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EBLIDA briefing on the e-lending judgement of the CJEU

19 January 2017


[ PDF version ]

Case C-174/15 - CJEU ruling of 10 November 2016

Vereniging Openbare Bibliotheken (VOB) v Stichting Leenrecht


EBLIDA Briefing Note, January 2017


[Compiled with the assistance of EBLIDA's Expert Group on Information Law]

DISCLAIMER - The following information does not constitute legal advice.

The Court of Justice of the European Union (CJEU) ruled in November 2016 that library lending of electronic books (e-books) may, under certain conditions, be treated in the same way as the library lending of paper books.





1.   At the heart of this Dutch case is the question whether public libraries need a licence permitting them to lend e-books, or whether they can lend them without a licence in the same way as they lend physical books in their collections.

2.    The CJEU (hereafter ‘the Court’) was asked by the Dutch court, Rechtbank Den Haag, to answer 4 questions concerning interpretation of Articles 1, 2 and 6 of the Rental and Lending Directive 2006/115/EC and Article 4 of the Information Society Directive 2001/29/EC.  

3.   Taken together, in effect the questions put to the Court were askingwhether the Rental and Lending Directive permits libraries to lend e-books in their collections and, if yes, under what conditions.

4.   In answer to Question 1, the Court decided that “Article 1(1), Article 2(1)(b) and Article 6(1) of Directive 2006/115 must be interpreted as meaning that the concept of ‘lending’, within the meaning of those provisions, covers the lending of a digital copy of a book, where that lending is carried out by placing that copy on the server of a public library and allowing a user to reproduce that copy by downloading it onto his own computer, bearing in mind that only one copy may be downloaded during the lending period and that, after that period has expired, the downloaded copy can no longer be used by that user.[1]

⇨   The Court said that ‘lending’ in the Rental and Lending Directive does include certain kinds of e-lending if the lending is compliant with the Directive. Thus, provided that they pay remuneration at least to authors as required by the Directive, libraries do not need prior permission to lend e-books in their collections on a one-copy-one-user basis.

⇨   Additionally, the e-books must have been obtained from a lawful source in order to be able to lend them. In reality, the ability to lend them to the public may be affected by the terms of the accompanying licence, unless national legislation for e-lending also ensures that any licence terms and conditions to the contrary are rendered unenforceable.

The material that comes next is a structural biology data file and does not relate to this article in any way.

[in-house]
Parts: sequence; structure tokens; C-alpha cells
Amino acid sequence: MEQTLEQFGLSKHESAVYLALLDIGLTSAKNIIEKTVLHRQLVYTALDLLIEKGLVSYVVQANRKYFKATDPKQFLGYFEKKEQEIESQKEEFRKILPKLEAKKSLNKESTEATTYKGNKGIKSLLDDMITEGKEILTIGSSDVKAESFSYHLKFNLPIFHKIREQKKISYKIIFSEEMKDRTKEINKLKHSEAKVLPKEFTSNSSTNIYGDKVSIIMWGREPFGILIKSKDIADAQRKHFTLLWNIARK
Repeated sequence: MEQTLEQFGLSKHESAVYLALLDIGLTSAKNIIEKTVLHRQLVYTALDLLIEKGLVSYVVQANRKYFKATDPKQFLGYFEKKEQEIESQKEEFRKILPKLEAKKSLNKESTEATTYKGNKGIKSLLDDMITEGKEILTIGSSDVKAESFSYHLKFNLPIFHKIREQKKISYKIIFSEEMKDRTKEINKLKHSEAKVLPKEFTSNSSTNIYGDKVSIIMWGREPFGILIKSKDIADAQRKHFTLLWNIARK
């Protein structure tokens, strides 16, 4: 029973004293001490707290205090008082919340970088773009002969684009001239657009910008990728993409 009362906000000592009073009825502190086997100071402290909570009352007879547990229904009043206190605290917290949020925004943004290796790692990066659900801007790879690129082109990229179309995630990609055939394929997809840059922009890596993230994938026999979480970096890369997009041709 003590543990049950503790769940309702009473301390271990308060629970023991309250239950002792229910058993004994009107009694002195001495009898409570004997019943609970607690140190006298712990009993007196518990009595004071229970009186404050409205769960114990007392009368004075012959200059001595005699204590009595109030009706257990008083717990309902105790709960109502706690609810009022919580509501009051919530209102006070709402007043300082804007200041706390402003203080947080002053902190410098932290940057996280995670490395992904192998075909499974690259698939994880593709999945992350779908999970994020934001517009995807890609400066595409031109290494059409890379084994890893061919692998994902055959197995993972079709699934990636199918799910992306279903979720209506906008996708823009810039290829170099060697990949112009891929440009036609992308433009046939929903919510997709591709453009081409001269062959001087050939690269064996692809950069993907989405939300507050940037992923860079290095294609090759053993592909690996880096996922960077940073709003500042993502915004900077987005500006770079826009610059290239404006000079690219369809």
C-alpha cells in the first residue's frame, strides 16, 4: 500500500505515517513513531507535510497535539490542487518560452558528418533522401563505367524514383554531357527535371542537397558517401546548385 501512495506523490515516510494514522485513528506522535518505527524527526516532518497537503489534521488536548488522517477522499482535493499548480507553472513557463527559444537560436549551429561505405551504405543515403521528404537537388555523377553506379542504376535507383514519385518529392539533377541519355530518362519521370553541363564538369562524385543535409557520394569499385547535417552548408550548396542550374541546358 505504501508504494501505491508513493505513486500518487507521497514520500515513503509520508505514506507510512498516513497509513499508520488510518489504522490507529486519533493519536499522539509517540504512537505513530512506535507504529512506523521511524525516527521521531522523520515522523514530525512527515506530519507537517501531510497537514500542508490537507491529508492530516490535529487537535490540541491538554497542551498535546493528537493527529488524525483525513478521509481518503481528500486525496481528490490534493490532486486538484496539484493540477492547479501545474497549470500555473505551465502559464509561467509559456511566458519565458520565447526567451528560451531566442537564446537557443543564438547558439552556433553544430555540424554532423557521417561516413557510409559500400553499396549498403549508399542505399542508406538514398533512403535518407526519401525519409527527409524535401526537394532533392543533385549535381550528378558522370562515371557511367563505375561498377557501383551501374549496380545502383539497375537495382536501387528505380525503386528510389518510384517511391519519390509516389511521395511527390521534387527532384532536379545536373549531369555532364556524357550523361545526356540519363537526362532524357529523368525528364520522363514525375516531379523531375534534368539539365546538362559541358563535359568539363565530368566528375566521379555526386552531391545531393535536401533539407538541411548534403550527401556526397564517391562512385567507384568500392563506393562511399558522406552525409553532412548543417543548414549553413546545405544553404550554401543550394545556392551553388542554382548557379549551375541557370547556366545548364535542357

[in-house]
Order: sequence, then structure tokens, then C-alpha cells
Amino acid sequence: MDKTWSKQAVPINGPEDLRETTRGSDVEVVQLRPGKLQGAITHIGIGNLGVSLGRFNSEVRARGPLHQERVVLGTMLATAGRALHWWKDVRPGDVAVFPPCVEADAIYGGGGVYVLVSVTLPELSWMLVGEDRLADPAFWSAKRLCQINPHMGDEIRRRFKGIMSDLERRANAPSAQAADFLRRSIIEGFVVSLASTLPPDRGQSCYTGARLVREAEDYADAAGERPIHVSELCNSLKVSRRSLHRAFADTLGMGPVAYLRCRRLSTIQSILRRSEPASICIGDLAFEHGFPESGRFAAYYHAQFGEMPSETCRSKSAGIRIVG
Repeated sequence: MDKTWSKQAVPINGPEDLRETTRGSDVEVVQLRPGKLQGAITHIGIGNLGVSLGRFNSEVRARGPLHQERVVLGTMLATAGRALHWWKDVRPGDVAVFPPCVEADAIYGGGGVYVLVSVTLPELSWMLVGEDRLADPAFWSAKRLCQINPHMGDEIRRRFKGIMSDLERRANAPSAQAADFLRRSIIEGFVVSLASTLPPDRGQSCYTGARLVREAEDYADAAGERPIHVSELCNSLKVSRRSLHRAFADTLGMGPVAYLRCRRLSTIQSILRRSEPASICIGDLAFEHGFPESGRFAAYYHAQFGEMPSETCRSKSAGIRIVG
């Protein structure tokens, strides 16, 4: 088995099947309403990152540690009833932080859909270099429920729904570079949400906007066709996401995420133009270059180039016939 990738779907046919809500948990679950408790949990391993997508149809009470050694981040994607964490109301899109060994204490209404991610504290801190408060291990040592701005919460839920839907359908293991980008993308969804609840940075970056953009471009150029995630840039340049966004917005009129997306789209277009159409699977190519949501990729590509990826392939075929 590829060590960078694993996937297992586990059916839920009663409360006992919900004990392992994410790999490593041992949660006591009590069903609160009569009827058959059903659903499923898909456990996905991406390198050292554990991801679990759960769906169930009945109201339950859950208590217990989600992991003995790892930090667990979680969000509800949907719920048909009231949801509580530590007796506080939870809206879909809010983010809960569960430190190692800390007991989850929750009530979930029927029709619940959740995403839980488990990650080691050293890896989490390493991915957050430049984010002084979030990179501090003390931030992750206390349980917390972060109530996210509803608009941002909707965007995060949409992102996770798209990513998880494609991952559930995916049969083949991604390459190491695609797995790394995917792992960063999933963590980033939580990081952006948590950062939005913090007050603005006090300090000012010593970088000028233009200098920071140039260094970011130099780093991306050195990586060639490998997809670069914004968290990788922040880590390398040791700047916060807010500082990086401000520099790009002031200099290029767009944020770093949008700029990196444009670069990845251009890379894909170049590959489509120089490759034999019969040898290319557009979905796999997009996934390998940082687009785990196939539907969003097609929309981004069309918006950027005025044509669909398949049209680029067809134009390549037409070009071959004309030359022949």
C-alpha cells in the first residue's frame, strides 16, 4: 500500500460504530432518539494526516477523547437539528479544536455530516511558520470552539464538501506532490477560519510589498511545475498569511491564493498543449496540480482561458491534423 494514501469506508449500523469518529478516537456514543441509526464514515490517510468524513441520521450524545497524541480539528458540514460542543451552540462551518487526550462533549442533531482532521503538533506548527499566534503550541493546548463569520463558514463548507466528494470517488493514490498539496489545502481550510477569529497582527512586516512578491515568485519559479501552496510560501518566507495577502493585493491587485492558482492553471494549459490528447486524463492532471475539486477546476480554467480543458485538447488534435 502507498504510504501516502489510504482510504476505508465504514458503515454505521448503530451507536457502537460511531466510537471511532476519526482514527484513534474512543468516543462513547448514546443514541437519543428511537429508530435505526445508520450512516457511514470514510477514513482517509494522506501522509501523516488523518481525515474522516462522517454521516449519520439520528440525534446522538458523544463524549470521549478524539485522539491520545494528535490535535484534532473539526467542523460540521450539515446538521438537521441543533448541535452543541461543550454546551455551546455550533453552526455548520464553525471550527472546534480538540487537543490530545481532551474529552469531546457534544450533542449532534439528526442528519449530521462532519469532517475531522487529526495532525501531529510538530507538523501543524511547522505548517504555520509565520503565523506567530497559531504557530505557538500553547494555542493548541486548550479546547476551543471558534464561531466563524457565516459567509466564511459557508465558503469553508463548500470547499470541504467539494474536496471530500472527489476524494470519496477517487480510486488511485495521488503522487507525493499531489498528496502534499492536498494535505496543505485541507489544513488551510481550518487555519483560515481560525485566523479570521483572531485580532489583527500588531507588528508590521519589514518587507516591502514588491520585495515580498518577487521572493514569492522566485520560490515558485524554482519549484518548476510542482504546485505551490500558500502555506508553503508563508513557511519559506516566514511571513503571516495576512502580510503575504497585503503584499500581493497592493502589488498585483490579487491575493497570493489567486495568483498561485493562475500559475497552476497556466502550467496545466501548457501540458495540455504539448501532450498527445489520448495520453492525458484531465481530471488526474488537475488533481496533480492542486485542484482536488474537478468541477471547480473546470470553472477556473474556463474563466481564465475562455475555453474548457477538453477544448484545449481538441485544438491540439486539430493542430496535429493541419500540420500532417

5.   In answer to Question 2, the Court decided that “EU law, and in particular Article 6 of Directive 2006/115, must be interpreted as not precluding a Member State from making the application of Article 6(1) of Directive 2006/115 subject to the condition that the digital copy of a book made available by the public library must have been put into circulation by a first sale or other transfer of ownership of that copy in the European Union by the holder of the right of distribution to the public or with his consent, for the purpose of Article 4(2) of Directive 2001/29.”[2]

⇨   The answer to Q2 was to a direct question whether EU law precludes “Member States from imposing…a condition that the copy of the work made available by the establishment….must have been brought into circulation by an initial sale or other transfer of ownership of that copy within the European Union by the rightholder or with his consent…”. The question was asked because Dutch law imposes such a condition.

⇨   The Court’s answer was that, yes, Member States may apply additional conditions beyond those specified in the Rental and Lending Directive to improve the protection of authors’ rights. Its answer also confirmed that the Dutch condition that if the e-book has been sold or licensed to the public in the EU, libraries may purchase it for e-lending to the public, is compliant with the Directive. Thus other Member States may also impose such a requirement with regard to e-lending within their own jurisdictions.

6.   In answer to Question 3, the Court decided that “Article 6(1) of Directive 2006/115 must be interpreted as meaning that it precludes the public lending exception laid down therein from applying to the making available by a public library of a digital copy of a book in the case where that copy was obtained from an unlawful source.”[3]

⇨   Where a copy of an e-book was obtained from an unlawful source, allowing the lending of such a copy would be liable to unreasonably prejudice rightholders since an objective of the Rental and Lending Directive is to combat piracy. Consequently, the public lending exception does not apply to a digital copy of a book made available by a public library that had been obtained from an unlawful source.

7.   The Court declined to answer Question 4 about digital exhaustion applying to the sale of e-books because it considered that, given its answer to Question 2, exhaustion is not relevant to the purchase of e-books by remote download.[4]